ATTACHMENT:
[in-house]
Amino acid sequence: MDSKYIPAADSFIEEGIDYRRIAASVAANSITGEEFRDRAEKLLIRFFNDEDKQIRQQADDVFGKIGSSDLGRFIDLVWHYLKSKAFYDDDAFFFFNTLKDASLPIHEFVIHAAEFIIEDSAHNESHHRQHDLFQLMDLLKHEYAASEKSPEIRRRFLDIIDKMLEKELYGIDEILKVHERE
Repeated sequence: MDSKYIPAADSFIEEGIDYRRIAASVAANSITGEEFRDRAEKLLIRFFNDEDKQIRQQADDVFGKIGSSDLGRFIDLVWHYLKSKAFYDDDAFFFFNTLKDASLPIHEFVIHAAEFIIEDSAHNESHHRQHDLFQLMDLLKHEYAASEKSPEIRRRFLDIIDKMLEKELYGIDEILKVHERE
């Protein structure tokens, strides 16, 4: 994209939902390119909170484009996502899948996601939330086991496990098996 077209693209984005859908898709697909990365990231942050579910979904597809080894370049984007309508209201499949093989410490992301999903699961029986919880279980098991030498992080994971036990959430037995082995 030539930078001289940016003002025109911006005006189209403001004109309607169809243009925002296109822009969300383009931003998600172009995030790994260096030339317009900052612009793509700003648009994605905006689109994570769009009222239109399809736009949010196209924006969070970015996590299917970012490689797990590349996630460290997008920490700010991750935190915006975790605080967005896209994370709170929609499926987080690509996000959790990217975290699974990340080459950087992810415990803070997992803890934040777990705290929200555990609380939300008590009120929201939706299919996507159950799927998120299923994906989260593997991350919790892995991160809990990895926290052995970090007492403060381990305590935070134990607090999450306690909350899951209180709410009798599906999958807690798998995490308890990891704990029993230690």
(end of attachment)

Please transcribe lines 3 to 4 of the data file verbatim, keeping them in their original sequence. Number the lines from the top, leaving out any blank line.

Repeated sequence: MDSKYIPAADSFIEEGIDYRRIAASVAANSITGEEFRDRAEKLLIRFFNDEDKQIRQQADDVFGKIGSSDLGRFIDLVWHYLKSKAFYDDDAFFFFNTLKDASLPIHEFVIHAAEFIIEDSAHNESHHRQHDLFQLMDLLKHEYAASEKSPEIRRRFLDIIDKMLEKELYGIDEILKVHERE
């Protein structure tokens, strides 16, 4: 994209939902390119909170484009996502899948996601939330086991496990098996 077209693209984005859908898709697909990365990231942050579910979904597809080894370049984007309508209201499949093989410490992301999903699961029986919880279980098991030498992080994971036990959430037995082995 030539930078001289940016003002025109911006005006189209403001004109309607169809243009925002296109822009969300383009931003998600172009995030790994260096030339317009900052612009793509700003648009994605905006689109994570769009009222239109399809736009949010196209924006969070970015996590299917970012490689797990590349996630460290997008920490700010991750935190915006975790605080967005896209994370709170929609499926987080690509996000959790990217975290699974990340080459950087992810415990803070997992803890934040777990705290929200555990609380939300008590009120929201939706299919996507159950799927998120299923994906989260593997991350919790892995991160809990990895926290052995970090007492403060381990305590935070134990607090999450306690909350899951209180709410009798599906999958807690798998995490308890990891704990029993230690």